In the DMZ separating North and South Korea, two North Korean soldiers have been killed, supposedly by one South Korean soldier. But the 11 bullets found in the bodies, together with the 5 ... See full summary »
Set during World War II, a story seen through the innocent eyes of Bruno, the eight-year-old son of the commandant at a concentration camp, whose forbidden friendship with a Jewish boy on the other side of the camp fence has startling and unexpected consequences.
In the DMZ separating North and South Korea, two North Korean soldiers have been killed, supposedly by one South Korean soldier. But the 11 bullets found in the bodies, together with the 5 remaining bullets in the assassin's magazine clip, amount to 16 bullets for a gun that should normally hold 15 bullets. The investigating Swiss/Swedish team from the neutral countries overseeing the DMZ suspects that another, unknown party was involved - all of which points to some sort of cover up. The truth is much simpler and much more tragic. Written by
serious cinephile <firstname.lastname@example.org>
At the beginning of the South Korean patrol scene, at 30:46, you can see what appears to be a mound of earth, which is actually a grave. Departed Koreans were buried sitting up and overlooking their favorite piece of land. These burial mounds were known by American GI's as "Happy Mounds". See more »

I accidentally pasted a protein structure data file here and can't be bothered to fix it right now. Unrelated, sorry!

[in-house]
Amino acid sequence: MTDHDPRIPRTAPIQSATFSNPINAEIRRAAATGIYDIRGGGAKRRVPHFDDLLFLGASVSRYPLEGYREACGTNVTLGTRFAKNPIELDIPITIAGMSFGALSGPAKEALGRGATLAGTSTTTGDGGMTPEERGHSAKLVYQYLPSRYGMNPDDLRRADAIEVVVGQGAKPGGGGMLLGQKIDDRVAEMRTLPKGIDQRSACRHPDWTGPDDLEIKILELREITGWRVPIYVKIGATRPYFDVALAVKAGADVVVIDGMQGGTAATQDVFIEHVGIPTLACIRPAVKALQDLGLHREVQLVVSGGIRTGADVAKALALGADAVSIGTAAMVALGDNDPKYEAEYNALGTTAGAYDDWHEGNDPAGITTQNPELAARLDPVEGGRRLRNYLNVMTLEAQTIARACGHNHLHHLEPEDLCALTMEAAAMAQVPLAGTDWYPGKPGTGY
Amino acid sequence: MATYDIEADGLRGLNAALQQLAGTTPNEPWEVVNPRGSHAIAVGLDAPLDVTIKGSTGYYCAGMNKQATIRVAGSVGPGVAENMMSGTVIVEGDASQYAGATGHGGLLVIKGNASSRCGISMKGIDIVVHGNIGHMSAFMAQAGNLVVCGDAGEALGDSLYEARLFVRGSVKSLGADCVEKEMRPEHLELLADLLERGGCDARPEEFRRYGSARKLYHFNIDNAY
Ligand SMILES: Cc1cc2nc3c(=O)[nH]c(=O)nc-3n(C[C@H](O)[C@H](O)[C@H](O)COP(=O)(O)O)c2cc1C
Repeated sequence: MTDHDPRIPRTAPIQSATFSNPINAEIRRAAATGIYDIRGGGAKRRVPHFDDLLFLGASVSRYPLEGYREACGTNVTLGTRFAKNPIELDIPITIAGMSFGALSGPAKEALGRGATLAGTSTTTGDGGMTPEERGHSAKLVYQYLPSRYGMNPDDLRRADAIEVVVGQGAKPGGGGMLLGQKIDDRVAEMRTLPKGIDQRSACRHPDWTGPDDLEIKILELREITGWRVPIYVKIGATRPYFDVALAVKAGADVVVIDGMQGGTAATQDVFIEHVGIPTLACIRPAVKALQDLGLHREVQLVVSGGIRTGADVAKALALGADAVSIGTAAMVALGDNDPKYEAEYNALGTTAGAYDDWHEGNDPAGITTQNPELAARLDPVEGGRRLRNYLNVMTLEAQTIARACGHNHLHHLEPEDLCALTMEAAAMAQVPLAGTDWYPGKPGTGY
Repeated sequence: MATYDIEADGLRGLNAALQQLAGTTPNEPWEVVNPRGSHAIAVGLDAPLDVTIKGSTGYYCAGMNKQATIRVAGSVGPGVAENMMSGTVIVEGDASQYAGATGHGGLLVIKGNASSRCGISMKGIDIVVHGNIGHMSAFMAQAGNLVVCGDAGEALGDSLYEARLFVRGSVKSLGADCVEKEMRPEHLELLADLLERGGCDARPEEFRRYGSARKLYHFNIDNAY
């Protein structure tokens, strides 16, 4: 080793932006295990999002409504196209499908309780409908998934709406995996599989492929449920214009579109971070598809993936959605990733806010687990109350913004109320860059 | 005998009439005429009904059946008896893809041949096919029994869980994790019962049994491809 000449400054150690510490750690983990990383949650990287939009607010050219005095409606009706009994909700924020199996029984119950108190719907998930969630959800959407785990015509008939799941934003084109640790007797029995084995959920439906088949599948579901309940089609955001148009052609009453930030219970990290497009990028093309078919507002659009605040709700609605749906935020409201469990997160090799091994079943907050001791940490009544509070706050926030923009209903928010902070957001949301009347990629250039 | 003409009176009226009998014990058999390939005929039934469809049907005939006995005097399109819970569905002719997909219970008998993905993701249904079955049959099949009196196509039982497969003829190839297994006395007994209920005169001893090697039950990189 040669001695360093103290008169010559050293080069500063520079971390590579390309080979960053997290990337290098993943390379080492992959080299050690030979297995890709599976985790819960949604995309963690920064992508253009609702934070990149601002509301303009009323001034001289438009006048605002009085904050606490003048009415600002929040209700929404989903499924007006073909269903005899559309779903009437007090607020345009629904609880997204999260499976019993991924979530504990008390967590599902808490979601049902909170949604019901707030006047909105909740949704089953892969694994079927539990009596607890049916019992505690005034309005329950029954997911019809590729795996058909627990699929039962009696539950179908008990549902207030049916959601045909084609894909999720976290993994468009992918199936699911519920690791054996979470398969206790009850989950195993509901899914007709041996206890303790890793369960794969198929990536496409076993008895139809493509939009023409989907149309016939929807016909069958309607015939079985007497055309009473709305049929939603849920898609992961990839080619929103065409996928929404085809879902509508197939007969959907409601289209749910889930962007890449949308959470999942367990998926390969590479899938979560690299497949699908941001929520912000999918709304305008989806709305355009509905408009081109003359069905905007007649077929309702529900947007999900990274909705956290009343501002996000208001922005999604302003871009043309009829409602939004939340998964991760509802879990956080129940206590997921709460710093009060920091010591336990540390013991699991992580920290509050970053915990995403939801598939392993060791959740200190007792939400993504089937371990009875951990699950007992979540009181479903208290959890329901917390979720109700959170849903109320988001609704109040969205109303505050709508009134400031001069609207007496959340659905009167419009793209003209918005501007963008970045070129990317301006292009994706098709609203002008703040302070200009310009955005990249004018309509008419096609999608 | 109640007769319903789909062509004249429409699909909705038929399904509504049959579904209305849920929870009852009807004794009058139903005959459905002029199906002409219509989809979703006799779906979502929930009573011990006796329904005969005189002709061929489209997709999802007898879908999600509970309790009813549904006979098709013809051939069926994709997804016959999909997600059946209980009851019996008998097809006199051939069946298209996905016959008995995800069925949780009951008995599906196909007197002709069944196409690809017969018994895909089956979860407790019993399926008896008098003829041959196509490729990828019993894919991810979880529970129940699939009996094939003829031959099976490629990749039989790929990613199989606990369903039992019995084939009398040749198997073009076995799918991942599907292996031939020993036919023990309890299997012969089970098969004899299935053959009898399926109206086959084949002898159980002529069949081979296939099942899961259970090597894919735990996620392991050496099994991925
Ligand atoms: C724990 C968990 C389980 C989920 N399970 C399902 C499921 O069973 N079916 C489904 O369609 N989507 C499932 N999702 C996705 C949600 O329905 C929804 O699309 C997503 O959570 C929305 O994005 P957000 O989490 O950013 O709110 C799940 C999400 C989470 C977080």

The moment before Sgt. Lee shoots Sgt. Oh in the shoulder you can clearly see the squib device underneath his uniform. See more »
Peace Is Preserved Hiding the Truth A Touching Antiwar Movie
After a shootout at the common security area at the border of the two Koreas, when two soldiers were murdered, Maj. Sophie E. Jean (Yeong-ae Lee) is assigned by the Neutral Nations Supervisory Commission to investigate the incident. The smart Major finds lack of consistency in the statements of the survivors, and in spite of being pressed by her superior, she interviews South Koreans Sgt. Lee Soo-hyeok (Byung-hun Lee) and private Nam Sung-shik (Tae-woo Kim), and the North Korean Sgt. Oh Kyeong-pil (Kang-ho Song), disclosing a tragic story of friendship. In the end, peace and Sgt. Oh are preserved hiding the truth in her report.
"Gongdong Gyeongbi Guyeok JSA" is a magnificent and touching antiwar movie. Directed by Chan-wook Park, the director of the cult "Oldboy", only now this film was released in Brazil, after the success of "Oldboy". This movie has a fantastic screenplay that keeps the interest in the impressive story until the very last scene. I was moved with the sad story of friendship between brothers in this polemic theme. The Common Security Area, created on 27 July 1953 with the armistice between the two Koreas after three years of war, and their reunification, seem to be a taboo for these peoples and I appreciate the courage of this group of excellent actors and actress in approaching such theme. In the Extras of the DVD, the cast and director give interviews about the story but never give their opinion about the reunification of these nations. The stunning cinematography and camera work are also very beautiful. My vote is nine.
Yitle (Brazil): "Zona de Risco" ("Zone of Risk")
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